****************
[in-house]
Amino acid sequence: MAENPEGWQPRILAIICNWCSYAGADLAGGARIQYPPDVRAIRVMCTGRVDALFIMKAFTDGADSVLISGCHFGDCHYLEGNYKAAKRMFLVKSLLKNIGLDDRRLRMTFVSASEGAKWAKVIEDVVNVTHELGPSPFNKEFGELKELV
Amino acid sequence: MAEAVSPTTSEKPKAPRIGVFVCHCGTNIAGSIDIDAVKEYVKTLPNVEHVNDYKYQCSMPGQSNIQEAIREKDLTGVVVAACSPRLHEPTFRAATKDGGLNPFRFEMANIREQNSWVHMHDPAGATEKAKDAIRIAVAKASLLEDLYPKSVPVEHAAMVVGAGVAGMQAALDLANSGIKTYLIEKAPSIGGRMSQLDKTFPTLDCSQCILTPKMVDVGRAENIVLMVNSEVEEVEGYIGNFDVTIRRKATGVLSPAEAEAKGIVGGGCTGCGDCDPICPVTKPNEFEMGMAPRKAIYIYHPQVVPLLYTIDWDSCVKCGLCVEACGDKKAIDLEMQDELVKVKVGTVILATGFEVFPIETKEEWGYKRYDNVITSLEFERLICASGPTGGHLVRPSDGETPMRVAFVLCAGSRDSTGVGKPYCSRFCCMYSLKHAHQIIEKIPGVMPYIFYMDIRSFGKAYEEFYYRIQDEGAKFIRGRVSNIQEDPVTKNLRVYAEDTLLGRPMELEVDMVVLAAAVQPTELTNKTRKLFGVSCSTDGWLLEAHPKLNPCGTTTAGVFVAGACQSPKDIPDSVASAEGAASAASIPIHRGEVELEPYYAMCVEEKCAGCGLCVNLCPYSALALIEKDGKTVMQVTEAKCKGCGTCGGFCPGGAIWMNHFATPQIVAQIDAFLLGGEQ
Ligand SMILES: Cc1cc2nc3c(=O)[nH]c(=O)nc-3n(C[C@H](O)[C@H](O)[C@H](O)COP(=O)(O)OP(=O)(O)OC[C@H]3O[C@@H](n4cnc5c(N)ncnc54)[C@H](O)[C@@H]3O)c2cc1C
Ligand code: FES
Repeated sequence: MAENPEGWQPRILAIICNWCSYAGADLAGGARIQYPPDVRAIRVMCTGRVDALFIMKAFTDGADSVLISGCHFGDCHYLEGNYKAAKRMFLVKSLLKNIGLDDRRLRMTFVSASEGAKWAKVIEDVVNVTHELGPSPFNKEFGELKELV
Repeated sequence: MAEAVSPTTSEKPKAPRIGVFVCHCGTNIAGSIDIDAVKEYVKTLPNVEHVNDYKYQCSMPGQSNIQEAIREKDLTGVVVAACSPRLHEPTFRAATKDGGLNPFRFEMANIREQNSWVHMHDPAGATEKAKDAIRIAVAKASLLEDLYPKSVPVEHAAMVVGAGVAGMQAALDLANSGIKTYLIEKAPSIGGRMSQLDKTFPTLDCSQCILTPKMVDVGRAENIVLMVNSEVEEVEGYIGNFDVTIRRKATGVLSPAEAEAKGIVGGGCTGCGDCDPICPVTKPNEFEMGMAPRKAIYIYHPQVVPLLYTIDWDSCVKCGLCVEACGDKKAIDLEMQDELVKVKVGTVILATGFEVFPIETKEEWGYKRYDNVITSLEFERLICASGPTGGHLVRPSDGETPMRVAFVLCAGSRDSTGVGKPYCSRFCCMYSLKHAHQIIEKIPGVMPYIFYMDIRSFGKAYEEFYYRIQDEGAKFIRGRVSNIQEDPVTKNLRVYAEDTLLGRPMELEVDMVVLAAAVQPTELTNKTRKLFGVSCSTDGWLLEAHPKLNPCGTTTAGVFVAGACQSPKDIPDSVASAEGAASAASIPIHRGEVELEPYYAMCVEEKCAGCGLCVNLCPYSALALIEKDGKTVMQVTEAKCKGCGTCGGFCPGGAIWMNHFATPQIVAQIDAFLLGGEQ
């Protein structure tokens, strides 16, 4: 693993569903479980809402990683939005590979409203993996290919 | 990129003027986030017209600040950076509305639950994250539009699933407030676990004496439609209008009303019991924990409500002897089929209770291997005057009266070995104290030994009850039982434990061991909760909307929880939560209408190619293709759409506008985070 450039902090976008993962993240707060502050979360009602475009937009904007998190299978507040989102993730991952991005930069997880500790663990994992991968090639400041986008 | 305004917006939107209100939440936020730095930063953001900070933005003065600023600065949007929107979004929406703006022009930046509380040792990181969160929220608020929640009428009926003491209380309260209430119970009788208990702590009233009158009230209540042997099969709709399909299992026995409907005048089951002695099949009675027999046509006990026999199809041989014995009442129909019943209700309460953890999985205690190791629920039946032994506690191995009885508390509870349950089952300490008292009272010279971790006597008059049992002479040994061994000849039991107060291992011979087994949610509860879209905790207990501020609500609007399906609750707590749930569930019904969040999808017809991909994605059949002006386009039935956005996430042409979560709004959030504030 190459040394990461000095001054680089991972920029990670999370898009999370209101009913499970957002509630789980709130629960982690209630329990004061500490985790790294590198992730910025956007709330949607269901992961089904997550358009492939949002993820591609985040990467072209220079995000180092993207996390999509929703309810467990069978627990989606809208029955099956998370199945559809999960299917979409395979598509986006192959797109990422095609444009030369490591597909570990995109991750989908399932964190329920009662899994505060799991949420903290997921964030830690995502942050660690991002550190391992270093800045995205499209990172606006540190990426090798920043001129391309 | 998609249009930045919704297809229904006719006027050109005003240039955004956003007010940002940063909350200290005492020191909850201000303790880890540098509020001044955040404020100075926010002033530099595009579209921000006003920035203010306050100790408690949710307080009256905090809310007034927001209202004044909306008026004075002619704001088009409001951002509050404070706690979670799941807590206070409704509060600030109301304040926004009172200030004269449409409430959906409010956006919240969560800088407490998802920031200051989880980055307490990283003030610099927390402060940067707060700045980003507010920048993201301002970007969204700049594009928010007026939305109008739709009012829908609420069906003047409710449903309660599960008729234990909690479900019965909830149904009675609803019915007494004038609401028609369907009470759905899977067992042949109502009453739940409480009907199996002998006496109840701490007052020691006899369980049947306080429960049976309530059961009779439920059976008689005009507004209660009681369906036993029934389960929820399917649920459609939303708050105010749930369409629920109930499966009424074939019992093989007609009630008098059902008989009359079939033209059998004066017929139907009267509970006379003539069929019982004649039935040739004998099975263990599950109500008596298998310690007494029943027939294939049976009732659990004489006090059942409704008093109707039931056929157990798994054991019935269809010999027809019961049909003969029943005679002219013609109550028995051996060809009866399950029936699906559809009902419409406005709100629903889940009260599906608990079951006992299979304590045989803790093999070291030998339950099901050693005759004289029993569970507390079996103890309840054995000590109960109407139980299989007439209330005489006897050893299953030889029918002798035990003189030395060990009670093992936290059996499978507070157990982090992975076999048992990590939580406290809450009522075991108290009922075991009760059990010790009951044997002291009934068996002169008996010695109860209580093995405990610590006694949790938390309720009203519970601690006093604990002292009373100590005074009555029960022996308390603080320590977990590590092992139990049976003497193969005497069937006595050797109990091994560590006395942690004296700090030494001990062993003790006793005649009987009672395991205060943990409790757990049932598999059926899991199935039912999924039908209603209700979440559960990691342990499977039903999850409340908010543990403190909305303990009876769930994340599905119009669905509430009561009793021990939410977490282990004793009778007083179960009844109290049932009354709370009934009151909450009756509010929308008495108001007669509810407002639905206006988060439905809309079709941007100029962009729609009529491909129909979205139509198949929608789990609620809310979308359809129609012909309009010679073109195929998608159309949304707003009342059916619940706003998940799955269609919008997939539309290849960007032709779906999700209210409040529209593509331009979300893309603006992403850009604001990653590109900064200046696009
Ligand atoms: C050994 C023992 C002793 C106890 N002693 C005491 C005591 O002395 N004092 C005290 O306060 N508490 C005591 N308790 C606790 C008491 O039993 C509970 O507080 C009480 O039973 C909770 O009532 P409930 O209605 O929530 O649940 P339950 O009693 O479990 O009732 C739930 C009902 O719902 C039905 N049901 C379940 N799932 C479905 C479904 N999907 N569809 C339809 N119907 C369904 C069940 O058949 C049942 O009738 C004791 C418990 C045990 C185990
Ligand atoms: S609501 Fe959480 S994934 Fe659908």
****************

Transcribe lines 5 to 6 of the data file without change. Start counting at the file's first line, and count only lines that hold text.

Ligand code: FES
Repeated sequence: MAENPEGWQPRILAIICNWCSYAGADLAGGARIQYPPDVRAIRVMCTGRVDALFIMKAFTDGADSVLISGCHFGDCHYLEGNYKAAKRMFLVKSLLKNIGLDDRRLRMTFVSASEGAKWAKVIEDVVNVTHELGPSPFNKEFGELKELV